How Allergies Can Make You Dizzy

Close-up shot of a woman suffering from a headache and rubbing her temples at home

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If you have allergies, there are a number of reasons you might experience dizziness. This symptom can occur along with more classic reactions to airborne allergens such as sneezing or hives. It also is a side effect of certain types of allergy medications.

Dizziness sometimes is part of a cluster of symptoms of anaphylaxis, a severe allergic reaction to food, insect stings, and other such allergens. An anaphylactic reaction can be life-threatening and requires immediate medical attention.

Dizziness is not the same as vertigo, which causes you to feel as if everything in your immediate environment is spinning around you and is not associated with allergies in any way.

The Role of IgE

Your immune system produces different types of antibodies in response to substances that could indicate a threat (antigens). One of these is immunoglobulin E (IgE). Antigens that result in the production of IgE are called allergens.

The first time the body is exposed to a specific allergenic protein, it is taken in by immune cells and presented to lymphocytes, which then produce IgE antibodies specific for that protein that circulate throughout the body and bind to mast cells and basophils.

When the same allergen is encountered again, it is bound to the IgE that is attached to these cells, triggering the release of histamine and other pre-formed allergic mediators.

The release of histamine sets off a variety of responses that are beneficial in fighting off pathogens, but are unneeded or excessive in response to an allergen. In the case of respiratory allergies, these include sneezing, swelling of membranes (edema), increased mucus secretion, and wheezing.

When histamine is released in response to a food, medication, or insect sting or bite, the reaction can produce symptoms ranging from mild to life-threatening:

  • Anxiety or agitation
  • Dizziness, lightheadedness, or fainting
  • Hives or swelling (angioedema)
  • Red and itchy eyes
  • Throat tightness, choking, trouble swallowing, or swelling of the tongue
  • Trouble breathing, coughing, wheezing, or chest tightness
  • Vomiting

Airborne Allergies and Dizziness

Airborne allergies can lead to sinus congestion as well as inflammation of the lining of the eustachian (auditory) tube, which normally equalizes the pressure in the middle ear.

When the eustachian tube becomes blocked by inflammation, pressure builds and your ears feel plugged up, which sometimes can result in dizziness or balance problems.

You may also feel lightheaded or off-balance from the side effects of allergy medication. Most oral antihistamines can cause dizziness. 

Treating Dizziness

The first thing you should do if you feel dizzy is sit or lie down somewhere safe. If your healthcare provider has recommended allergy medications and you are due for a dose, taking it may subdue the histamine reaction causing your dizziness.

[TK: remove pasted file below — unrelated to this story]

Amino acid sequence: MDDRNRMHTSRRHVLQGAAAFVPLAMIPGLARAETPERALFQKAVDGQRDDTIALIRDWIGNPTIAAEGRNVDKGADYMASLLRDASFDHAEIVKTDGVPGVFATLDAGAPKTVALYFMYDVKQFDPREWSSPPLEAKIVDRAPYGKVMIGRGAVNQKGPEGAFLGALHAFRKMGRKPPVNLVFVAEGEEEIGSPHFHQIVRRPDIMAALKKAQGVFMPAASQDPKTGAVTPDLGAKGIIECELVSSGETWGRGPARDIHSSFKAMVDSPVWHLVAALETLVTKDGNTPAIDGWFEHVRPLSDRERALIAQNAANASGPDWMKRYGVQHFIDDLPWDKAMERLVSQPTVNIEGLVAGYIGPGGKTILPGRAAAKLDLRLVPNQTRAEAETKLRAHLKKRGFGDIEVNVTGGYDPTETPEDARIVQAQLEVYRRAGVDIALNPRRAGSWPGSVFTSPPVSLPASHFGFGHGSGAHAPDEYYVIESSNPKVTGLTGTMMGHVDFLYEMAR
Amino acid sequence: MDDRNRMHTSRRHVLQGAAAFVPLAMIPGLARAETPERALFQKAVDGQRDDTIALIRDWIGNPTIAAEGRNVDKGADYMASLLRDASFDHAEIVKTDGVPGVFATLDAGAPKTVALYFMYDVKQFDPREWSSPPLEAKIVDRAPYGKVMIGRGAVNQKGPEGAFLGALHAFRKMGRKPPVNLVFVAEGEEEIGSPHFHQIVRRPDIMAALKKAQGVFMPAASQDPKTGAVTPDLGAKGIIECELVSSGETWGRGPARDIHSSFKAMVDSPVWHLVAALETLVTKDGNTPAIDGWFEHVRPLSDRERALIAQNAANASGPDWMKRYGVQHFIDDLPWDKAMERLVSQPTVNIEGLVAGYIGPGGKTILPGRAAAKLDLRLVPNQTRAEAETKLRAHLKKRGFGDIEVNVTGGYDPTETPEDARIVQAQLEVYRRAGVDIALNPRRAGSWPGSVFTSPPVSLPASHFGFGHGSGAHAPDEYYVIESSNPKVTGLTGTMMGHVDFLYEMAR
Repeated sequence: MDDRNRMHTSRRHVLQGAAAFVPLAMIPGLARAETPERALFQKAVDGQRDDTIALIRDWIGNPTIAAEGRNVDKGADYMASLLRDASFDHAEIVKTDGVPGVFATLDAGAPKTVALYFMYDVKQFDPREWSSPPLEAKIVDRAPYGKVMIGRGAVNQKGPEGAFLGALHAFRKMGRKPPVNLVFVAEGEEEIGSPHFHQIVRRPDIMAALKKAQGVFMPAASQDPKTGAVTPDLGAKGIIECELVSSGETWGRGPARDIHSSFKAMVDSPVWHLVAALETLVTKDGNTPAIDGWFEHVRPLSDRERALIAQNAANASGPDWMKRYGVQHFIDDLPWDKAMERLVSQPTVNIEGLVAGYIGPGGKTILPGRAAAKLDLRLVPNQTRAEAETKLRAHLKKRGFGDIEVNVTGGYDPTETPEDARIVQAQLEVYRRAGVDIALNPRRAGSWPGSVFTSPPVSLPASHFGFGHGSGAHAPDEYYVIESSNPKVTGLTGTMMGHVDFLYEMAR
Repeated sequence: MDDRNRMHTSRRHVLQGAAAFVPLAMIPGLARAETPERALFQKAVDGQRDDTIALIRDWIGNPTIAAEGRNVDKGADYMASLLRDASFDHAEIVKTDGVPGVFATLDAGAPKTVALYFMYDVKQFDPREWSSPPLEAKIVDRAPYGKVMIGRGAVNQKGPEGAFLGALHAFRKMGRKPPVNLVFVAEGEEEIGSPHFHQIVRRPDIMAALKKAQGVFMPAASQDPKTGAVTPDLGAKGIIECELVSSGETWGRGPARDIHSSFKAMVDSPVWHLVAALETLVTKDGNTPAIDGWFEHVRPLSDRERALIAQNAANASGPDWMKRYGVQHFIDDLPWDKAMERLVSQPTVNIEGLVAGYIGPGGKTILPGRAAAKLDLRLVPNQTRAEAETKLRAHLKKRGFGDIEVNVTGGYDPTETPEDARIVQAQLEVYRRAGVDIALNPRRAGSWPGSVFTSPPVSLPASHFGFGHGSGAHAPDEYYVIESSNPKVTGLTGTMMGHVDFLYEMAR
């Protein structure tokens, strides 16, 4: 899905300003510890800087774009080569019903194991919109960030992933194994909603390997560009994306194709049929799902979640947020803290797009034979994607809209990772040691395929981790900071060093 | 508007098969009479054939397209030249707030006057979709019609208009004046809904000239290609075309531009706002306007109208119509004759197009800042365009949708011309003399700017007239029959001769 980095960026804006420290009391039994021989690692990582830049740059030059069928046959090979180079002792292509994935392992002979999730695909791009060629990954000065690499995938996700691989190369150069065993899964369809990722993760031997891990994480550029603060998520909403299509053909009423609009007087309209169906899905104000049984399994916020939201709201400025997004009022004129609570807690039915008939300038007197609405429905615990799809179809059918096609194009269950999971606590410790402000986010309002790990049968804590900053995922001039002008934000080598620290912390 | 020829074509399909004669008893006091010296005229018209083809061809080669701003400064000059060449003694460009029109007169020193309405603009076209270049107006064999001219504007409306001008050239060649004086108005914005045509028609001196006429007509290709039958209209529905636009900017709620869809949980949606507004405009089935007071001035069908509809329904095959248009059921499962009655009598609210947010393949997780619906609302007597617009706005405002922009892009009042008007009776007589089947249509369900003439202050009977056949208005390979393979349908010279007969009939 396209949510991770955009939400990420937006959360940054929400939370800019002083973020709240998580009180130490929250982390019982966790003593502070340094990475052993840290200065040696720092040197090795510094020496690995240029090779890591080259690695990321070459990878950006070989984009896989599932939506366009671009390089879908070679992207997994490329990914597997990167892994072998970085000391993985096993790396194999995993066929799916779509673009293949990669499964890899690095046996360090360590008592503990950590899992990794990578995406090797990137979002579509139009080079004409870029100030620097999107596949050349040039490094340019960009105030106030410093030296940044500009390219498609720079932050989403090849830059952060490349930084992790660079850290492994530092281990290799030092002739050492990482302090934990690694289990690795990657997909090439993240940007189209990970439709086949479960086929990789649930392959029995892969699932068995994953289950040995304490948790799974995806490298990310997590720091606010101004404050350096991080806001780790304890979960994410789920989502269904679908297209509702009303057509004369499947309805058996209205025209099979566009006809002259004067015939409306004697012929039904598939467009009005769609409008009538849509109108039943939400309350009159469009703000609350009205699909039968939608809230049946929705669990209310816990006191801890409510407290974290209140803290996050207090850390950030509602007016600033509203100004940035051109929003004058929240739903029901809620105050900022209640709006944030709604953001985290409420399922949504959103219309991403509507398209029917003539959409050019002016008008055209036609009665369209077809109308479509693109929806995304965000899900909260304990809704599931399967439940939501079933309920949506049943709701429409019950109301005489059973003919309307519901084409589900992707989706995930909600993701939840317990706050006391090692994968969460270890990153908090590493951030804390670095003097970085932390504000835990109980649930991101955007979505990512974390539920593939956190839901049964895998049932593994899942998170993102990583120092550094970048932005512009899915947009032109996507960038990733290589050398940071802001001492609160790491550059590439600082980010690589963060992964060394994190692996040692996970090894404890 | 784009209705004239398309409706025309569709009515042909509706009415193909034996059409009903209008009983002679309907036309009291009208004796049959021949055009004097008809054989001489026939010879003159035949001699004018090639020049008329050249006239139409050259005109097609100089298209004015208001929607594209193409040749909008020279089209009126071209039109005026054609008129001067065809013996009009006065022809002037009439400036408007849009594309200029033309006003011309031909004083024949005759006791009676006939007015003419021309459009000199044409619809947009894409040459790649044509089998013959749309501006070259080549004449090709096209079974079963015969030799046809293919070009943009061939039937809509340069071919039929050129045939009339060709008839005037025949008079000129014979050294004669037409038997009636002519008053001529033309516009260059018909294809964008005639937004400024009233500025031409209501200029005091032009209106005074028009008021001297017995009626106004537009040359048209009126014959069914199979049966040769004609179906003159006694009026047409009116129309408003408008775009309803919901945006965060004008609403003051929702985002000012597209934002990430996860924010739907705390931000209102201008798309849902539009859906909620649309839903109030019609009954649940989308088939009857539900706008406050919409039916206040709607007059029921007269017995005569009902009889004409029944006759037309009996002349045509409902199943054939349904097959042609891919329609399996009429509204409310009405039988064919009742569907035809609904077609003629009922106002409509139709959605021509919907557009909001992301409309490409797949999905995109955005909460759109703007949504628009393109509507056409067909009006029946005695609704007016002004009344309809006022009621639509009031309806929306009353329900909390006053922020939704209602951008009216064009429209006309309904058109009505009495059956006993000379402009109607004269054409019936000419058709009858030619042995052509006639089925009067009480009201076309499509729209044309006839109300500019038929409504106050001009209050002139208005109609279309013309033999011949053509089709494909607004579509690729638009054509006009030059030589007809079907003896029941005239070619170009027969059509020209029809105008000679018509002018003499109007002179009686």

Such medications include nasal steroids and topical or oral antihistamines. If you are at risk of an anaphylactic reaction you may be prescribed an epinephrine injector to carry and use.

See your healthcare provider if you have not been diagnosed with allergies but suspect you've been having allergic reactions to something in your environment. You also should contact your healthcare provider or seek immediate medical attention if you have persistent or severe bouts of dizziness.

Dizziness and Anaphylaxis

Anaphylaxis is a potentially life-threatening allergic reaction. It most often is associated with allergies to food, medication, latex, and insect stings. The symptoms of anaphylaxis come on within 20 to 30 minutes of ingestion or exposure.

Dizziness can occur as part of an anaphylactic episode, often because of a drop in blood presure, but it usually is not a primary symptom. Classic signs of anaphylaxis include:

  • Angioedema (swelling)
  • Difficulty breathing
  • Fast or irregular heartbeat
  • Hoarseness
  • Swelling of the tongue
  • Swelling or tightness in the throat
  • Urticaria (hives)
  • Vomiting and diarrhea

In severe cases, cardiac arrest or death may occur.

Take No Chances

Seek immediate medical attention for any symptoms of anaphylaxis, including dizziness, even if you aren't aware you've eaten or been exposed to an allergen. Call 911 and use your epinephrine autoinjector if you have one.

A Word From Verywell

It can be scary to feel dizzy or off-balance, but it shouldn't be a cause for panic. If you also are experiencing more classic symptoms of an allergic reaction to something in your environment or a food or insect bite, the dizziness is likely just one more manifestation of the response.

Medication you take to manage allergies also can play a role in dizziness. If it becomes frequent or severe, see your healthcare provider, who may want to investigate other potential sources of your dizzness such as migraine or benign paroxysmal positional vertigo (BPPV).

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7 Sources
Verywell Health uses only high-quality sources, including peer-reviewed studies, to support the facts within our articles. Read our editorial process to learn more about how we fact-check and keep our content accurate, reliable, and trustworthy.
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